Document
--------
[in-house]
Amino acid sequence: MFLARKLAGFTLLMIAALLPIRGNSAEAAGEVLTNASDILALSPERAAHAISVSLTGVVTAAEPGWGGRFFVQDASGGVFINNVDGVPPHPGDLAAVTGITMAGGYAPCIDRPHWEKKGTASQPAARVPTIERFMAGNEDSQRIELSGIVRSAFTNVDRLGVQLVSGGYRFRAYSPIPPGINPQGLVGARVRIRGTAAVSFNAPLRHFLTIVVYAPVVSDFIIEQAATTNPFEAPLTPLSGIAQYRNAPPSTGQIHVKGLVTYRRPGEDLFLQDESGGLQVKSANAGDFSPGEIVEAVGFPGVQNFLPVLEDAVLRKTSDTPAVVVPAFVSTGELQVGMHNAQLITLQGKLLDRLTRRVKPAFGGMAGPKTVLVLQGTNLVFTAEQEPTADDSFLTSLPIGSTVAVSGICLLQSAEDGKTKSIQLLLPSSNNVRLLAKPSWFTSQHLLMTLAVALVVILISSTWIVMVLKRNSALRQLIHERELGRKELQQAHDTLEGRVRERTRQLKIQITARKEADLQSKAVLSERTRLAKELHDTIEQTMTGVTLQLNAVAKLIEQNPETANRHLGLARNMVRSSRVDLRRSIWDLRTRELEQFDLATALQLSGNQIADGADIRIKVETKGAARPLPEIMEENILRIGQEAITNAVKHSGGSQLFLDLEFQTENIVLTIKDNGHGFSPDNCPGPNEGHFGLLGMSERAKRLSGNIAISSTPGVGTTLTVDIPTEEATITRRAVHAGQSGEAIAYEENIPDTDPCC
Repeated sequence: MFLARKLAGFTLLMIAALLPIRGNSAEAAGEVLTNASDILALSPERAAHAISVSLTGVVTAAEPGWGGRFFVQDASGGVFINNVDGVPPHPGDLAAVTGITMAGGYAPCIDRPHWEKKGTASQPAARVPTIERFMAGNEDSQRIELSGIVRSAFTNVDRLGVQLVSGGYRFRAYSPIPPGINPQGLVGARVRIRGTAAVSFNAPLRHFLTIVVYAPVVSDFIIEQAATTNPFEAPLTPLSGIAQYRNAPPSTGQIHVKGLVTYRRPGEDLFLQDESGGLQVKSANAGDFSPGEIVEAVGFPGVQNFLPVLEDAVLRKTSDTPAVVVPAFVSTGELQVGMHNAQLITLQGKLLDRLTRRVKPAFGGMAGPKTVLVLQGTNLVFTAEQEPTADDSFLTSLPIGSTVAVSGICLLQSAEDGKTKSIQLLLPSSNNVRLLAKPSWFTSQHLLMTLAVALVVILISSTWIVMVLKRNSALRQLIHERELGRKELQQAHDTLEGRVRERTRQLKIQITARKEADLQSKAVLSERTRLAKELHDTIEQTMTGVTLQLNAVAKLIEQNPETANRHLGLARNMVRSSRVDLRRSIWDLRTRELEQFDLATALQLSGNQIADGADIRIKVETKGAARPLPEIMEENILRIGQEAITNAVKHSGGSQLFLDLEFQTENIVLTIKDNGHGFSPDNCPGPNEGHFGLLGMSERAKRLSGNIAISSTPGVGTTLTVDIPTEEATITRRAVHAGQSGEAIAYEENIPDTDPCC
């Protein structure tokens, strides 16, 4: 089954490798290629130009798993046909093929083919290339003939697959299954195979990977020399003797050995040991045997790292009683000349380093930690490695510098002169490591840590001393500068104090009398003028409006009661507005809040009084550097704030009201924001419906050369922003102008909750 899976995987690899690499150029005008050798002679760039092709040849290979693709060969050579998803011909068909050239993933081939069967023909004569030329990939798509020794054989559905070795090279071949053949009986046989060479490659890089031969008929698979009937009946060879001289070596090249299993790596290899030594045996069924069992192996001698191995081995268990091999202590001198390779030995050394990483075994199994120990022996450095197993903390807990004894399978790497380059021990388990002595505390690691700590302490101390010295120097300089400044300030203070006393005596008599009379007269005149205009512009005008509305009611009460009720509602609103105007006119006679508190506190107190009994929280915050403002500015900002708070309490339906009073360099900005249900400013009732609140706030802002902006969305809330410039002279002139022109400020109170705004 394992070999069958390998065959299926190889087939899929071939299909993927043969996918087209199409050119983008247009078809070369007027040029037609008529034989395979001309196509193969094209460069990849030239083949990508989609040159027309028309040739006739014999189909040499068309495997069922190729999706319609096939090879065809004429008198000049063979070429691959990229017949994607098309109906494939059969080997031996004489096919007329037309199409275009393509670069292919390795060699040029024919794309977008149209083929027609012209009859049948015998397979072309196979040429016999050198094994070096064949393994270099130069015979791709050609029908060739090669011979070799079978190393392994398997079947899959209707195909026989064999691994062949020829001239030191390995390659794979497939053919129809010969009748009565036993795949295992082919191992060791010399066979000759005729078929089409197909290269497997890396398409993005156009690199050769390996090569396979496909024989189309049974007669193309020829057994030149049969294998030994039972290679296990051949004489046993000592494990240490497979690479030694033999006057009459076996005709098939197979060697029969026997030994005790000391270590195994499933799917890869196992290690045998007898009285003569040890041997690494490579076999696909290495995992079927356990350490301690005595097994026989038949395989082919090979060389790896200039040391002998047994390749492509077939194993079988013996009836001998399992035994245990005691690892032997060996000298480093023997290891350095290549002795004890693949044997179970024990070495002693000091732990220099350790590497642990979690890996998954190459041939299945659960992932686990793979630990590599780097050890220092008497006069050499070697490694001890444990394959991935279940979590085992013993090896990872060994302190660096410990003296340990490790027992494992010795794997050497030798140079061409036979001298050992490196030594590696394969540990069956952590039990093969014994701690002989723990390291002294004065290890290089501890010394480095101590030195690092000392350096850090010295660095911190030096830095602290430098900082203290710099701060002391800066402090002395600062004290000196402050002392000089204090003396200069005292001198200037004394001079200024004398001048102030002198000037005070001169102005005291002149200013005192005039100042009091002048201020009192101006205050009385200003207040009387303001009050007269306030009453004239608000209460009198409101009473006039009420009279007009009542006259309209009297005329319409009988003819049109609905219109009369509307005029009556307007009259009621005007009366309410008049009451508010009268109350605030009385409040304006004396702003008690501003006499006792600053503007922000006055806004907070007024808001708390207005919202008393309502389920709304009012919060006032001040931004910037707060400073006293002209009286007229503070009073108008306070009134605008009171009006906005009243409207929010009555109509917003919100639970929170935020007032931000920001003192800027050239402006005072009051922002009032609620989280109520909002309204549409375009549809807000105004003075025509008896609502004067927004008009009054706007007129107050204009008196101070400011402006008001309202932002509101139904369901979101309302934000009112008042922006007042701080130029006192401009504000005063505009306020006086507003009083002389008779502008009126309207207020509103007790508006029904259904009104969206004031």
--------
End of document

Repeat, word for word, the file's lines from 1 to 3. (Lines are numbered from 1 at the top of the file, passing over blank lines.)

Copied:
[in-house]
Amino acid sequence: MFLARKLAGFTLLMIAALLPIRGNSAEAAGEVLTNASDILALSPERAAHAISVSLTGVVTAAEPGWGGRFFVQDASGGVFINNVDGVPPHPGDLAAVTGITMAGGYAPCIDRPHWEKKGTASQPAARVPTIERFMAGNEDSQRIELSGIVRSAFTNVDRLGVQLVSGGYRFRAYSPIPPGINPQGLVGARVRIRGTAAVSFNAPLRHFLTIVVYAPVVSDFIIEQAATTNPFEAPLTPLSGIAQYRNAPPSTGQIHVKGLVTYRRPGEDLFLQDESGGLQVKSANAGDFSPGEIVEAVGFPGVQNFLPVLEDAVLRKTSDTPAVVVPAFVSTGELQVGMHNAQLITLQGKLLDRLTRRVKPAFGGMAGPKTVLVLQGTNLVFTAEQEPTADDSFLTSLPIGSTVAVSGICLLQSAEDGKTKSIQLLLPSSNNVRLLAKPSWFTSQHLLMTLAVALVVILISSTWIVMVLKRNSALRQLIHERELGRKELQQAHDTLEGRVRERTRQLKIQITARKEADLQSKAVLSERTRLAKELHDTIEQTMTGVTLQLNAVAKLIEQNPETANRHLGLARNMVRSSRVDLRRSIWDLRTRELEQFDLATALQLSGNQIADGADIRIKVETKGAARPLPEIMEENILRIGQEAITNAVKHSGGSQLFLDLEFQTENIVLTIKDNGHGFSPDNCPGPNEGHFGLLGMSERAKRLSGNIAISSTPGVGTTLTVDIPTEEATITRRAVHAGQSGEAIAYEENIPDTDPCC
Repeated sequence: MFLARKLAGFTLLMIAALLPIRGNSAEAAGEVLTNASDILALSPERAAHAISVSLTGVVTAAEPGWGGRFFVQDASGGVFINNVDGVPPHPGDLAAVTGITMAGGYAPCIDRPHWEKKGTASQPAARVPTIERFMAGNEDSQRIELSGIVRSAFTNVDRLGVQLVSGGYRFRAYSPIPPGINPQGLVGARVRIRGTAAVSFNAPLRHFLTIVVYAPVVSDFIIEQAATTNPFEAPLTPLSGIAQYRNAPPSTGQIHVKGLVTYRRPGEDLFLQDESGGLQVKSANAGDFSPGEIVEAVGFPGVQNFLPVLEDAVLRKTSDTPAVVVPAFVSTGELQVGMHNAQLITLQGKLLDRLTRRVKPAFGGMAGPKTVLVLQGTNLVFTAEQEPTADDSFLTSLPIGSTVAVSGICLLQSAEDGKTKSIQLLLPSSNNVRLLAKPSWFTSQHLLMTLAVALVVILISSTWIVMVLKRNSALRQLIHERELGRKELQQAHDTLEGRVRERTRQLKIQITARKEADLQSKAVLSERTRLAKELHDTIEQTMTGVTLQLNAVAKLIEQNPETANRHLGLARNMVRSSRVDLRRSIWDLRTRELEQFDLATALQLSGNQIADGADIRIKVETKGAARPLPEIMEENILRIGQEAITNAVKHSGGSQLFLDLEFQTENIVLTIKDNGHGFSPDNCPGPNEGHFGLLGMSERAKRLSGNIAISSTPGVGTTLTVDIPTEEATITRRAVHAGQSGEAIAYEENIPDTDPCC